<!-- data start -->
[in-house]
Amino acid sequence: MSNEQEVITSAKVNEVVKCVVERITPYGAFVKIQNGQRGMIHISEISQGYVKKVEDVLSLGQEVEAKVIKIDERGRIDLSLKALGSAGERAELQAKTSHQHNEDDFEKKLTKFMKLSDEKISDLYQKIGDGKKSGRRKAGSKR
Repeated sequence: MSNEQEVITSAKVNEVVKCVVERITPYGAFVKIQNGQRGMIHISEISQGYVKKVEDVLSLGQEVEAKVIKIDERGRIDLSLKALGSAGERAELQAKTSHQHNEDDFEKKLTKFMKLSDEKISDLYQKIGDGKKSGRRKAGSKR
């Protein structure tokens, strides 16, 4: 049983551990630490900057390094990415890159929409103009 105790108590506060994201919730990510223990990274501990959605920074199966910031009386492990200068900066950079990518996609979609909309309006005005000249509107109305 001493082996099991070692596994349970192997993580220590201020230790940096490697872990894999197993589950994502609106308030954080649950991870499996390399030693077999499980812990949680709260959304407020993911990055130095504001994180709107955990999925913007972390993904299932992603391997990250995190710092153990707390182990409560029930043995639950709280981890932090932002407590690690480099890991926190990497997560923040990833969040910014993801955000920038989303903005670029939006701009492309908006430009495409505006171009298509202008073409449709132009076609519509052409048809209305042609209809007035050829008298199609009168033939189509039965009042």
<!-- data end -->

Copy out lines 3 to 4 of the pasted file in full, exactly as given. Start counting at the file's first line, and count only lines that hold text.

Repeated sequence: MSNEQEVITSAKVNEVVKCVVERITPYGAFVKIQNGQRGMIHISEISQGYVKKVEDVLSLGQEVEAKVIKIDERGRIDLSLKALGSAGERAELQAKTSHQHNEDDFEKKLTKFMKLSDEKISDLYQKIGDGKKSGRRKAGSKR
């Protein structure tokens, strides 16, 4: 049983551990630490900057390094990415890159929409103009 105790108590506060994201919730990510223990990274501990959605920074199966910031009386492990200068900066950079990518996609979609909309309006005005000249509107109305 001493082996099991070692596994349970192997993580220590201020230790940096490697872990894999197993589950994502609106308030954080649950991870499996390399030693077999499980812990949680709260959304407020993911990055130095504001994180709107955990999925913007972390993904299932992603391997990250995190710092153990707390182990409560029930043995639950709280981890932090932002407590690690480099890991926190990497997560923040990833969040910014993801955000920038989303903005670029939006701009492309908006430009495409505006171009298509202008073409449709132009076609519509052409048809209305042609209809007035050829008298199609009168033939189509039965009042």